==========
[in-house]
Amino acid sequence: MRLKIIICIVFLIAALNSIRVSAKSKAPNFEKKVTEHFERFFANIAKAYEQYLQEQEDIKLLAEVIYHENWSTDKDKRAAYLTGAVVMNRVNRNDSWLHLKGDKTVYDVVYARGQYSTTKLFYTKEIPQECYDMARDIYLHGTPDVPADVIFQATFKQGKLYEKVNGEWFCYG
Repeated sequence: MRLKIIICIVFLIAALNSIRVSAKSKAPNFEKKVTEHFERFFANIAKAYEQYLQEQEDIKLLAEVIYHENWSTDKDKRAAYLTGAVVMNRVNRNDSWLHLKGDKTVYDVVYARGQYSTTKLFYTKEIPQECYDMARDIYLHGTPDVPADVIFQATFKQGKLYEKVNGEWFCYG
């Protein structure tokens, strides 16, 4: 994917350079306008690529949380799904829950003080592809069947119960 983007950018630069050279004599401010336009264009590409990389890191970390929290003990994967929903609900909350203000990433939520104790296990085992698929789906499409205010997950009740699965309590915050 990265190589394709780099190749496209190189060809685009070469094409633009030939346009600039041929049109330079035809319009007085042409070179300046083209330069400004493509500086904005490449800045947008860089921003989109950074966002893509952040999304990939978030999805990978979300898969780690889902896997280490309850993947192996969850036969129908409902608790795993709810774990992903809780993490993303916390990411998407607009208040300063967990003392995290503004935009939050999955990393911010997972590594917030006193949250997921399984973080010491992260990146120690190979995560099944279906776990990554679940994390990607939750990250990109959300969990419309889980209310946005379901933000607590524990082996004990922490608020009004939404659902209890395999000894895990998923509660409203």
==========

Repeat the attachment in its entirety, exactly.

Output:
[in-house]
Amino acid sequence: MRLKIIICIVFLIAALNSIRVSAKSKAPNFEKKVTEHFERFFANIAKAYEQYLQEQEDIKLLAEVIYHENWSTDKDKRAAYLTGAVVMNRVNRNDSWLHLKGDKTVYDVVYARGQYSTTKLFYTKEIPQECYDMARDIYLHGTPDVPADVIFQATFKQGKLYEKVNGEWFCYG
Repeated sequence: MRLKIIICIVFLIAALNSIRVSAKSKAPNFEKKVTEHFERFFANIAKAYEQYLQEQEDIKLLAEVIYHENWSTDKDKRAAYLTGAVVMNRVNRNDSWLHLKGDKTVYDVVYARGQYSTTKLFYTKEIPQECYDMARDIYLHGTPDVPADVIFQATFKQGKLYEKVNGEWFCYG
């Protein structure tokens, strides 16, 4: 994917350079306008690529949380799904829950003080592809069947119960 983007950018630069050279004599401010336009264009590409990389890191970390929290003990994967929903609900909350203000990433939520104790296990085992698929789906499409205010997950009740699965309590915050 990265190589394709780099190749496209190189060809685009070469094409633009030939346009600039041929049109330079035809319009007085042409070179300046083209330069400004493509500086904005490449800045947008860089921003989109950074966002893509952040999304990939978030999805990978979300898969780690889902896997280490309850993947192996969850036969129908409902608790795993709810774990992903809780993490993303916390990411998407607009208040300063967990003392995290503004935009939050999955990393911010997972590594917030006193949250997921399984973080010491992260990146120690190979995560099944279906776990990554679940994390990607939750990250990109959300969990419309889980209310946005379901933000607590524990082996004990922490608020009004939404659902209890395999000894895990998923509660409203």